Brightline (Inter-city Rail) Connectivity from Miami to West Palm Beach, Florida

Brightline will connect the state like never before, said Brightline’s president, Patrick Goddard. Over an eight-year period, Brightline’s corridor between Miami and Orlando will result in $6.4 billion in economic impact and over 10,000 jobs.

“Businesses can now take a look at recruiting talent from all over the state and not only in their backyards,” said Al Dotson, Jr., Bilzin Sumberg’s managing partner. A key pioneer in Florida’s public-private partnership arena, Dotson counsels leading companies through contract negotiations for the development of public infrastructure and the government procurement process, and through the bid protest phase. Through his work, Dotson has helped turn Florida into an international tourist destination.

Among other work, Dotson and his team were instrumental in helping bring to fruition recent additions like the Miami Dolphin’s stadium modernization and the Spring 2022 Miami Grand Prix Formula 1 race to be staged at the Miami Dolphins’ Hard Rock Stadium, a project that was shepherded through numerous legal obstacles by seasoned trial lawyer Melissa Pallett-Vasquez. The race is expected to result in a positive economic impact of over $400 million net new output for the South Florida economy each year, and the creation of over 4,000 new jobs. 

Plotting a course on the rising tide

With so much growth and immigration, navigating South Florida’s flourishing business environment has come to require a local guide with institutional knowledge about the area’s history as well as its present. While the opportunities certainly outweigh the risks, finding a team that can preempt any major missteps has become ever more crucial as development booms. Bilzin Sumberg’s construction law practice has grown with South Florida, accruing decades of experience that clients can leverage when entering the market.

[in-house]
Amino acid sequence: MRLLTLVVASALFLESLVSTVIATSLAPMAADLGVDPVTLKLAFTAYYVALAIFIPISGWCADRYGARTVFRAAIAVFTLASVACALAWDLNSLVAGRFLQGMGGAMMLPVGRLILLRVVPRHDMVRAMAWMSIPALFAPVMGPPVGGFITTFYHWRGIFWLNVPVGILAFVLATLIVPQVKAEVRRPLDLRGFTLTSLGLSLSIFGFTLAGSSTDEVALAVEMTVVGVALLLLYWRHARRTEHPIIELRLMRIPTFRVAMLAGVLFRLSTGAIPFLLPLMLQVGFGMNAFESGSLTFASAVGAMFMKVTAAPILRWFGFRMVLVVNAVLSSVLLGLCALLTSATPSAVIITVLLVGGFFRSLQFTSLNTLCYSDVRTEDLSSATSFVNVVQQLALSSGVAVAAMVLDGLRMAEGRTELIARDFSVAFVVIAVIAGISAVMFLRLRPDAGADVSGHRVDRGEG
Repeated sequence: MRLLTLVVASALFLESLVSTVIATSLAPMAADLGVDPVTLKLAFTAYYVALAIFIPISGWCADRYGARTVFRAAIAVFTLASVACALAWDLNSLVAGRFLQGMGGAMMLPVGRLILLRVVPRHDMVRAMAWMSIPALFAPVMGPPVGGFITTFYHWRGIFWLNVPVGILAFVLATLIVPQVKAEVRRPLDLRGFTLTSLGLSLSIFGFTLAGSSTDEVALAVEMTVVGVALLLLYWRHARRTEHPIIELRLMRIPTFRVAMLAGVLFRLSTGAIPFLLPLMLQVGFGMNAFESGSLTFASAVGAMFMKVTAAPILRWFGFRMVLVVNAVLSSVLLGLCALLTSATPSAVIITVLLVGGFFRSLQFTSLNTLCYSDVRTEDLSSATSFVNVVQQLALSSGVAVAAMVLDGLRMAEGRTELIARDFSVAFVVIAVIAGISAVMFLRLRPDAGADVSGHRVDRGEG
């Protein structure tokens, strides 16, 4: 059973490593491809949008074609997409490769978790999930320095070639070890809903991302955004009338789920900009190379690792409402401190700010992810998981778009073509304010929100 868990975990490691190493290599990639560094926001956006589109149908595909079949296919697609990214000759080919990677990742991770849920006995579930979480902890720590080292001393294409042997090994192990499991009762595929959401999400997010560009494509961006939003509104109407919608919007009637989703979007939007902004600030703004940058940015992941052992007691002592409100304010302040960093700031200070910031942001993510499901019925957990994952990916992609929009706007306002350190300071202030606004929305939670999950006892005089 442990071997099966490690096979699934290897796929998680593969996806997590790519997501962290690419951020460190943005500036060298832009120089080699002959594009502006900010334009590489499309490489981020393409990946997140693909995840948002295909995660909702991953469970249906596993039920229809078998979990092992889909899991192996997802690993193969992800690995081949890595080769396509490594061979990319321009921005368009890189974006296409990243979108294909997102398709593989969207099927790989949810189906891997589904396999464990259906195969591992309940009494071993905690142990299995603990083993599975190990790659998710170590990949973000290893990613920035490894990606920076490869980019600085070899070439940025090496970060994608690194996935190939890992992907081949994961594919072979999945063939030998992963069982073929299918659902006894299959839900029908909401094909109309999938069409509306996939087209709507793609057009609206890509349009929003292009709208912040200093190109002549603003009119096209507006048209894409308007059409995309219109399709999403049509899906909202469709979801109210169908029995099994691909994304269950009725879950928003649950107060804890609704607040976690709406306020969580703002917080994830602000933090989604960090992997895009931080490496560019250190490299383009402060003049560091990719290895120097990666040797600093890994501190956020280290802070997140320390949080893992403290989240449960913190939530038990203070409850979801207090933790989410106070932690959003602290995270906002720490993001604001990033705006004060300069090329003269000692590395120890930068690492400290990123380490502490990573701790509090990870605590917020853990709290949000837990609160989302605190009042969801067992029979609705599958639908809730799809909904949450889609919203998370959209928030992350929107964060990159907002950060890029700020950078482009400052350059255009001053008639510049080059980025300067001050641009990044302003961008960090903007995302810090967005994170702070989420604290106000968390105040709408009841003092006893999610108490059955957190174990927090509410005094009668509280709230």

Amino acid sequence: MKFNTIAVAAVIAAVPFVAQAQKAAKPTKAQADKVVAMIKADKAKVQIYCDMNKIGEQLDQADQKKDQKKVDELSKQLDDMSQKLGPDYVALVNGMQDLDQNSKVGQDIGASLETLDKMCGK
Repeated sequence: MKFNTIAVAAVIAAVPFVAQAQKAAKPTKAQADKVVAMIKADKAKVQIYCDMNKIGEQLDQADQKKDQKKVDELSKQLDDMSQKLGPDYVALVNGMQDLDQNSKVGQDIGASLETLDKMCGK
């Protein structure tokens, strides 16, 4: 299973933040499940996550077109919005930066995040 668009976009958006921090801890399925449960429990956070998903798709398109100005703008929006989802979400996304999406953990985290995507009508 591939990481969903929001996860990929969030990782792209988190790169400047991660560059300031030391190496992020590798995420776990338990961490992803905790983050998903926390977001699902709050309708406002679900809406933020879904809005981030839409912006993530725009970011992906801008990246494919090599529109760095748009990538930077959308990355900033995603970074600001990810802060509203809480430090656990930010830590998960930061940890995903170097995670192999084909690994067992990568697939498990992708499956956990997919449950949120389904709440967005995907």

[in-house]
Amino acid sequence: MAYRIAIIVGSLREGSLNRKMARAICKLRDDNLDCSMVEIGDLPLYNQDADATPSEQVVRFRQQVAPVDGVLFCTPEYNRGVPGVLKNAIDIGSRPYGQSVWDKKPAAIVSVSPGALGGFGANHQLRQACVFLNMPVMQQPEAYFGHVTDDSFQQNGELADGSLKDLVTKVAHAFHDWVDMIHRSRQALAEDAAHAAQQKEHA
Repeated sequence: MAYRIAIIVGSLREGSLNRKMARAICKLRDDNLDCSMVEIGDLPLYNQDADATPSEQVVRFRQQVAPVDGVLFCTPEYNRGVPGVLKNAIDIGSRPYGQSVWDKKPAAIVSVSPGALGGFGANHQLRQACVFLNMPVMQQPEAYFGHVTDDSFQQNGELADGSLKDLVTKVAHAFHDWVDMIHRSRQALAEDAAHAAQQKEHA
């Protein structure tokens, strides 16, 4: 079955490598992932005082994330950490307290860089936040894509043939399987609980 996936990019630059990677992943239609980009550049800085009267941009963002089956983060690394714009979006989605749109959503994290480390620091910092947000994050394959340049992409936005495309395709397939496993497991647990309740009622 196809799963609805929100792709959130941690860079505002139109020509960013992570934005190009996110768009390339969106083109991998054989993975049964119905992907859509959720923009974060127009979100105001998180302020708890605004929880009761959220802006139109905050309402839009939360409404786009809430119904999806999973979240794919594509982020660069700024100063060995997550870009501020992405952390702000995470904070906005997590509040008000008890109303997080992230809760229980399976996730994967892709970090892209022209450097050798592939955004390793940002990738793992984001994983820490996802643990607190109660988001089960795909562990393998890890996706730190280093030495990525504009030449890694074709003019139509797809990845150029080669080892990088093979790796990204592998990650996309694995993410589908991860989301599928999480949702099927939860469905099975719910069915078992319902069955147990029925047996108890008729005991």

Brickell Avenue, Miami, Florida

Last year, attorney Joy Spillis Lundeen and a team of seven acclaimed construction law attorneys joined Bilzin Sumberg, further bolstering the firm’s statewide capabilities representing owners and developers in all phases of real estate development. Joy and her team run seminars for new clients that introduce them to the ins and outs of South Florida’s construction and development environment. “It only takes one project ending up in dispute and incurring the cost of the exorbitant litigation fees to feel that the money spent in upfront legal counsel is well spent,” Lundeen told us.

In many ways, the story of South Florida and the story of Bilzin Sumberg are one and the same. “Our firm has expanded alongside the growth of South Florida over the past two decades,” said John Sumberg. As South Florida’s business environment blossomed, so did the firm’s range of services — from facilitating inbound investment and transacting significant financing deals on behalf of developers and joint ventures, to resolving complex domestic and international contractual disputes, mortgage repurchase demands, large scale real property and foreclosure disputes, and class actions – the team is able to leverage its expertise to meet the growing needs of its clients at this pivotal moment. With each new practice area, Bilzin Sumberg’s team of experts has grown, creating a symbiotic relationship between the firm and South Florida’s booming economy. Their shared history has given the firm a depth of knowledge and experience that keeps it on top of emerging trends in the Miami area, which in turn helps it provide their clients with the best counsel possible.

Next month, we’ll speak with the Bilzin Sumberg team again to get their read on the most exciting projects and trends that are shaping South Florida’s future. In the meantime, head over to the firm’s website to learn more about how they can help you make the most of your South Florida investments.